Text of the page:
Sept 4: Cath Hall of Wombat QuiltsColor Coding for Paper-piecing
Sept 5: Sam Hunter of Hunter’s Design StudioHow to Calculate and Cut Bias Binding
Sept 6: Melanie McNeil of Catbird Quilt StudioCredit Where Credit is Due
Sept 7: Mandy Leins of Mandalei Quilts – How to Keep a Perfect 1/4” Seam Between Different Machines
Sept 8: Rose Hughes of Rose Hughes – Fast Pieced Applique
Sept 9: Megan Dougherty of The Bitchy Stitcher – The Care and Feeding of the Domestic Sewing Machine
Sept 10: Lynn Krawczyk of Smudged Design Studio – Make a Mobile Art Kit
Sept 11: Susan Beal of West Coast Crafty – Log Cabin 101
Sept 12: Sarah Lawson of Sew Sweetness – Zipper Tips
Sept 13: Jane Victoria of Jolly and Delilah – Matching Seams
Sept 14: Jemelia Hilfiger of Je’s Bend – Garment Making Tips and Tricks
Sept 15: Ebony Love of LoveBug Studios – Curved Piecing Without Pins
Sept 16: Misty Cole of Daily Design Wall – Types of Basting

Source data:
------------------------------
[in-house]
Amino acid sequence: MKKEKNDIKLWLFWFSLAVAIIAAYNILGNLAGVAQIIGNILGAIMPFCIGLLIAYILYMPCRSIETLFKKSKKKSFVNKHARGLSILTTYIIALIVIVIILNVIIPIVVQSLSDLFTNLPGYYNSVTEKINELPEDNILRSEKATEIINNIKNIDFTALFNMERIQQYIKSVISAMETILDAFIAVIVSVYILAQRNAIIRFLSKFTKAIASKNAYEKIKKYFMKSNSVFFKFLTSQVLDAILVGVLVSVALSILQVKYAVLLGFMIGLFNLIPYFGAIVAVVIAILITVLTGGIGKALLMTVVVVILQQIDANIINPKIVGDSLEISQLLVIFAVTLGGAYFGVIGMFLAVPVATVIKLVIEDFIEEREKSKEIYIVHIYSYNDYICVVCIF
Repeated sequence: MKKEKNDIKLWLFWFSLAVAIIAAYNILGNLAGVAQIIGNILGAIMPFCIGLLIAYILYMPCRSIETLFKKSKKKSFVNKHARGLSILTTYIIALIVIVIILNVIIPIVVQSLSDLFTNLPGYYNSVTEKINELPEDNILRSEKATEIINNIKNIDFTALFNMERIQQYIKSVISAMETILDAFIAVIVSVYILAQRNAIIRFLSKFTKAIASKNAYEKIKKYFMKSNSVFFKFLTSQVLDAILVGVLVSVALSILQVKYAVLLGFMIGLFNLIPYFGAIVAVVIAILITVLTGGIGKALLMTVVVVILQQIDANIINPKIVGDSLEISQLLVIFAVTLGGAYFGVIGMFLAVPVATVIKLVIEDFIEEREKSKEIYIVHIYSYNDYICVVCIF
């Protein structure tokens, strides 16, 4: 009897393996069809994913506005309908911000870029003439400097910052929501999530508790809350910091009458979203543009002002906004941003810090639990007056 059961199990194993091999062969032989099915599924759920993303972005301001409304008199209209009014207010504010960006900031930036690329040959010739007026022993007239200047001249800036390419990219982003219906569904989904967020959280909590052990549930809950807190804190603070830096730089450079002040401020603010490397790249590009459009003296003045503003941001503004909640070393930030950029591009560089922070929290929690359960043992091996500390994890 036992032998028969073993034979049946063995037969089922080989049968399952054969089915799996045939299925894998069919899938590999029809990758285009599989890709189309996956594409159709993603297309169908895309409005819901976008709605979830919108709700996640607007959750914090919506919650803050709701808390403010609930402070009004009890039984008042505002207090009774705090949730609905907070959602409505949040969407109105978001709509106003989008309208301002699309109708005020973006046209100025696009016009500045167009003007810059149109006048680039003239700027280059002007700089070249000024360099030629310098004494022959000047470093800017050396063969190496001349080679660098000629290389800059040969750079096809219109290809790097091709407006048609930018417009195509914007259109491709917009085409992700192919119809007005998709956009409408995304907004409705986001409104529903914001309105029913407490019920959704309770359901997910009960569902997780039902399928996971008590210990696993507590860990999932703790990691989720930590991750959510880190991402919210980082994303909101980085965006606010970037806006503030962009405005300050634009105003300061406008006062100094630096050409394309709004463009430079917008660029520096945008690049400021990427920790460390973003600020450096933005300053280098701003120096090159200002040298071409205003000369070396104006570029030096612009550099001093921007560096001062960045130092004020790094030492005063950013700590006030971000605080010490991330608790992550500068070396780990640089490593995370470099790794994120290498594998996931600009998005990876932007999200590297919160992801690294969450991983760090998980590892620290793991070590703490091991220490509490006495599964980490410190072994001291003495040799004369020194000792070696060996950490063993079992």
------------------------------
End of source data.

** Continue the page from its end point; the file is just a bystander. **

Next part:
Sept 17: Kim Lapacek of Persimon Dreams – Setting your Seams
Sept 18: Christina Cameli of A Few Scraps – Joining Quilted Pieces by Machine
Sept 19: Bill Volckening of WonkyWorld – The Importance of Labels
Sept 20: Jessica Darling of Jessica Darling – How to Make a Quilt Back
Sept 21: Debbie Kleve Birkebile of Mountain Trail Quilt Treasures – Perfectly Sized No-Wave Quilt Borders
Sept 22: Heather Kinion of Heather K is a Quilter – Baby Quilts for Baby Steps
Sept 23: Michelle Freedman of Design Camp PDX – TNT: Thread, Needle, Tension
Sept 24: Kathy Mathews of Chicago Now Quilting Sewing Creation – Button Holes
Sept 25: Jane Shallala Davidson of Quilt Jane – Corner Triangle Methods
Sept 27: Cristy Fincher of Purple Daisies Quilting – The Power of Glue Basting
Sept 28: Catherine Redford of Catherine Redford – Change the Needle!
Sept 29: Amalia Teresa Parra Morusiewicz of Fun From A to Z – French Knots, – ooh la la!
Sept 30: Victoria Findlay Wolfe of Victoria Findlay Wolfe Quilts – How to Align Your Fabrics for Dog Ears
October 1: Tracy Mooney of 3 Little Birds – Teaching Kiddos to Sew on a Sewing Machine
October 2: Trish Frankland, guest posting on Persimon Dreams – The Straight Stitch Throat Plate
October 3: Flaun Cline of I Plead Quilty – Lining Strips Up

Caught Cheating…

Did you go to QuiltCon? Did you post a lot of photos of the exciting quilts? Did you give credit to the makers?

Huh.